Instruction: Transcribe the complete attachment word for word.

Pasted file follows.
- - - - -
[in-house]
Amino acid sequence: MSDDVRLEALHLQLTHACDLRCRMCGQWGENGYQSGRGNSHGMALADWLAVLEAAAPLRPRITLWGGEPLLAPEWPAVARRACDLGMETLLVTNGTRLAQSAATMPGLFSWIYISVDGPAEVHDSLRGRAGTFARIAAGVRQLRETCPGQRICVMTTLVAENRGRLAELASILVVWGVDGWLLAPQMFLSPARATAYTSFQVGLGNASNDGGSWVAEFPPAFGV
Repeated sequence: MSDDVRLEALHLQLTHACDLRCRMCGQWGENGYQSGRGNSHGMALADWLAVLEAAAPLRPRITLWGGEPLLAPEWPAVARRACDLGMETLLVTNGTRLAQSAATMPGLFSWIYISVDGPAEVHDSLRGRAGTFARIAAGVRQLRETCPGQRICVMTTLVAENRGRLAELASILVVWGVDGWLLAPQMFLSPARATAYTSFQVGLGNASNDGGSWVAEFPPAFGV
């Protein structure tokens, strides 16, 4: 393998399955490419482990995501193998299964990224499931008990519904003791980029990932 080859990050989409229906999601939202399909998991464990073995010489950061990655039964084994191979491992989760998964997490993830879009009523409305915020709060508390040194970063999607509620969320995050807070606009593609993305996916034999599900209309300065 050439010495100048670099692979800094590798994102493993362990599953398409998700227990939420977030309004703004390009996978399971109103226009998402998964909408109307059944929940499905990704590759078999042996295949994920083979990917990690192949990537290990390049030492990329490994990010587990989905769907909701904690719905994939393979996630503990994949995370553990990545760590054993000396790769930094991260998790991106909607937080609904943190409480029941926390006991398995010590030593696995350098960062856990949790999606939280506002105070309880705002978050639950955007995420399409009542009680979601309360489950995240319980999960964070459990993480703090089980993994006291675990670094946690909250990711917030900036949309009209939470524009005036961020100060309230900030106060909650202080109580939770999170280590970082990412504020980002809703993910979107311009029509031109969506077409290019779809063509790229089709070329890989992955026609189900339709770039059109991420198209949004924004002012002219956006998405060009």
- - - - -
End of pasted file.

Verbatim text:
[in-house]
Amino acid sequence: MSDDVRLEALHLQLTHACDLRCRMCGQWGENGYQSGRGNSHGMALADWLAVLEAAAPLRPRITLWGGEPLLAPEWPAVARRACDLGMETLLVTNGTRLAQSAATMPGLFSWIYISVDGPAEVHDSLRGRAGTFARIAAGVRQLRETCPGQRICVMTTLVAENRGRLAELASILVVWGVDGWLLAPQMFLSPARATAYTSFQVGLGNASNDGGSWVAEFPPAFGV
Repeated sequence: MSDDVRLEALHLQLTHACDLRCRMCGQWGENGYQSGRGNSHGMALADWLAVLEAAAPLRPRITLWGGEPLLAPEWPAVARRACDLGMETLLVTNGTRLAQSAATMPGLFSWIYISVDGPAEVHDSLRGRAGTFARIAAGVRQLRETCPGQRICVMTTLVAENRGRLAELASILVVWGVDGWLLAPQMFLSPARATAYTSFQVGLGNASNDGGSWVAEFPPAFGV
């Protein structure tokens, strides 16, 4: 393998399955490419482990995501193998299964990224499931008990519904003791980029990932 080859990050989409229906999601939202399909998991464990073995010489950061990655039964084994191979491992989760998964997490993830879009009523409305915020709060508390040194970063999607509620969320995050807070606009593609993305996916034999599900209309300065 050439010495100048670099692979800094590798994102493993362990599953398409998700227990939420977030309004703004390009996978399971109103226009998402998964909408109307059944929940499905990704590759078999042996295949994920083979990917990690192949990537290990390049030492990329490994990010587990989905769907909701904690719905994939393979996630503990994949995370553990990545760590054993000396790769930094991260998790991106909607937080609904943190409480029941926390006991398995010590030593696995350098960062856990949790999606939280506002105070309880705002978050639950955007995420399409009542009680979601309360489950995240319980999960964070459990993480703090089980993994006291675990670094946690909250990711917030900036949309009209939470524009005036961020100060309230900030106060909650202080109580939770999170280590970082990412504020980002809703993910979107311009029509031109969506077409290019779809063509790229089709070329890989992955026609189900339709770039059109991420198209949004924004002012002219956006998405060009």